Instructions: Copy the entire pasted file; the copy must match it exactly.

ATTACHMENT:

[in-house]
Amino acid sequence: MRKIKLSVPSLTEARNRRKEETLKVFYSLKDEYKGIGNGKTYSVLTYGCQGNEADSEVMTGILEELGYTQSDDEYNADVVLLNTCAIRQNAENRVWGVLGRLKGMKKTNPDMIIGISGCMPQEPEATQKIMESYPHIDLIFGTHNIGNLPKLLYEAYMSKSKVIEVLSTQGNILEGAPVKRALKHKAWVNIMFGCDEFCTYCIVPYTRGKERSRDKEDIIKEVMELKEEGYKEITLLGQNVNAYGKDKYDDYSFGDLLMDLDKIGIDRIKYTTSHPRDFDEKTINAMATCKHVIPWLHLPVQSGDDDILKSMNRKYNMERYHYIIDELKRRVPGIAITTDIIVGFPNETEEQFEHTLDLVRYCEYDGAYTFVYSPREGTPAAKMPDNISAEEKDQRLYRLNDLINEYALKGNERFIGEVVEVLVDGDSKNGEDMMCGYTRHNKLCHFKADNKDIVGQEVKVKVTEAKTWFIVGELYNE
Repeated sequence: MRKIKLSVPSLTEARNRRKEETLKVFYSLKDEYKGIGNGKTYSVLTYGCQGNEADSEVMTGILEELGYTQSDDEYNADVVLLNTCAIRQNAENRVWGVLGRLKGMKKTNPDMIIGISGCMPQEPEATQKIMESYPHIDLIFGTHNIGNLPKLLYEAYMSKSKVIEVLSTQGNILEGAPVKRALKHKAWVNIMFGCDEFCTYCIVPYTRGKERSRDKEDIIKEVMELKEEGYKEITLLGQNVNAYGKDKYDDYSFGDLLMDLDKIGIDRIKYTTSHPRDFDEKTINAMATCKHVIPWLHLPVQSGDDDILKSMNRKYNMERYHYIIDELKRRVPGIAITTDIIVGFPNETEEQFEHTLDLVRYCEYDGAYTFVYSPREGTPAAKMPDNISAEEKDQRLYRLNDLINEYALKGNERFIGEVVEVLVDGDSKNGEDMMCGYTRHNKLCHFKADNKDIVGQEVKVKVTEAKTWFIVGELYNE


[in-house]
Amino acid sequence: MRKIKLSVPSLTEARNRRKEETLKVFYSLKDEYKGIGNGKTYSVLTYGCQGNEADSEVMTGILEELGYTQSDDEYNADVVLLNTCAIRQNAENRVWGVLGRLKGMKKTNPDMIIGISGCMPQEPEATQKIMESYPHIDLIFGTHNIGNLPKLLYEAYMSKSKVIEVLSTQGNILEGAPVKRALKHKAWVNIMFGCDEFCTYCIVPYTRGKERSRDKEDIIKEVMELKEEGYKEITLLGQNVNAYGKDKYDDYSFGDLLMDLDKIGIDRIKYTTSHPRDFDEKTINAMATCKHVIPWLHLPVQSGDDDILKSMNRKYNMERYHYIIDELKRRVPGIAITTDIIVGFPNETEEQFEHTLDLVRYCEYDGAYTFVYSPREGTPAAKMPDNISAEEKDQRLYRLNDLINEYALKGNERFIGEVVEVLVDGDSKNGEDMMCGYTRHNKLCHFKADNKDIVGQEVKVKVTEAKTWFIVGELYNE
Repeated sequence: MRKIKLSVPSLTEARNRRKEETLKVFYSLKDEYKGIGNGKTYSVLTYGCQGNEADSEVMTGILEELGYTQSDDEYNADVVLLNTCAIRQNAENRVWGVLGRLKGMKKTNPDMIIGISGCMPQEPEATQKIMESYPHIDLIFGTHNIGNLPKLLYEAYMSKSKVIEVLSTQGNILEGAPVKRALKHKAWVNIMFGCDEFCTYCIVPYTRGKERSRDKEDIIKEVMELKEEGYKEITLLGQNVNAYGKDKYDDYSFGDLLMDLDKIGIDRIKYTTSHPRDFDEKTINAMATCKHVIPWLHLPVQSGDDDILKSMNRKYNMERYHYIIDELKRRVPGIAITTDIIVGFPNETEEQFEHTLDLVRYCEYDGAYTFVYSPREGTPAAKMPDNISAEEKDQRLYRLNDLINEYALKGNERFIGEVVEVLVDGDSKNGEDMMCGYTRHNKLCHFKADNKDIVGQEVKVKVTEAKTWFIVGELYNE